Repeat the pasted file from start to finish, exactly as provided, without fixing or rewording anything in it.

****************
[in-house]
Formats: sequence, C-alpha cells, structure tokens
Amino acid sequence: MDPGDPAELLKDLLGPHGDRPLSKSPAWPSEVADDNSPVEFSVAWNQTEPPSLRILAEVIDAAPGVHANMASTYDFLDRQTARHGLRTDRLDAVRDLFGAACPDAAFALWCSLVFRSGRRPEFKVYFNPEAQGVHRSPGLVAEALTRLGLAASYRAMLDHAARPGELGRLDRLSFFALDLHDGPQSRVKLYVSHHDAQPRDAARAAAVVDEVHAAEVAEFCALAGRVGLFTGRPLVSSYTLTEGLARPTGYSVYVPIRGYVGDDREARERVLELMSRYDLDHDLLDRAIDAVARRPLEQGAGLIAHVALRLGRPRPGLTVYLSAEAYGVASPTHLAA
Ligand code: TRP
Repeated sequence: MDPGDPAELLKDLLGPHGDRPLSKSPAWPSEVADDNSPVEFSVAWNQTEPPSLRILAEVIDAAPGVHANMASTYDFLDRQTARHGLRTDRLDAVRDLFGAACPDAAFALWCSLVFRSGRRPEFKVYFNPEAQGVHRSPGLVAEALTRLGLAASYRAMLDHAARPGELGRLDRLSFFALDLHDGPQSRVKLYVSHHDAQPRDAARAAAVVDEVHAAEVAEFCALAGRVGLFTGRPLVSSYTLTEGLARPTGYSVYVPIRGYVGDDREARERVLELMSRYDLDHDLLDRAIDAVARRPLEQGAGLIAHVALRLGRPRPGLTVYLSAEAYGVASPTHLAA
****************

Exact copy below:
[in-house]
Formats: sequence, C-alpha cells, structure tokens
Amino acid sequence: MDPGDPAELLKDLLGPHGDRPLSKSPAWPSEVADDNSPVEFSVAWNQTEPPSLRILAEVIDAAPGVHANMASTYDFLDRQTARHGLRTDRLDAVRDLFGAACPDAAFALWCSLVFRSGRRPEFKVYFNPEAQGVHRSPGLVAEALTRLGLAASYRAMLDHAARPGELGRLDRLSFFALDLHDGPQSRVKLYVSHHDAQPRDAARAAAVVDEVHAAEVAEFCALAGRVGLFTGRPLVSSYTLTEGLARPTGYSVYVPIRGYVGDDREARERVLELMSRYDLDHDLLDRAIDAVARRPLEQGAGLIAHVALRLGRPRPGLTVYLSAEAYGVASPTHLAA
Ligand code: TRP
Repeated sequence: MDPGDPAELLKDLLGPHGDRPLSKSPAWPSEVADDNSPVEFSVAWNQTEPPSLRILAEVIDAAPGVHANMASTYDFLDRQTARHGLRTDRLDAVRDLFGAACPDAAFALWCSLVFRSGRRPEFKVYFNPEAQGVHRSPGLVAEALTRLGLAASYRAMLDHAARPGELGRLDRLSFFALDLHDGPQSRVKLYVSHHDAQPRDAARAAAVVDEVHAAEVAEFCALAGRVGLFTGRPLVSSYTLTEGLARPTGYSVYVPIRGYVGDDREARERVLELMSRYDLDHDLLDRAIDAVARRPLEQGAGLIAHVALRLGRPRPGLTVYLSAEAYGVASPTHLAA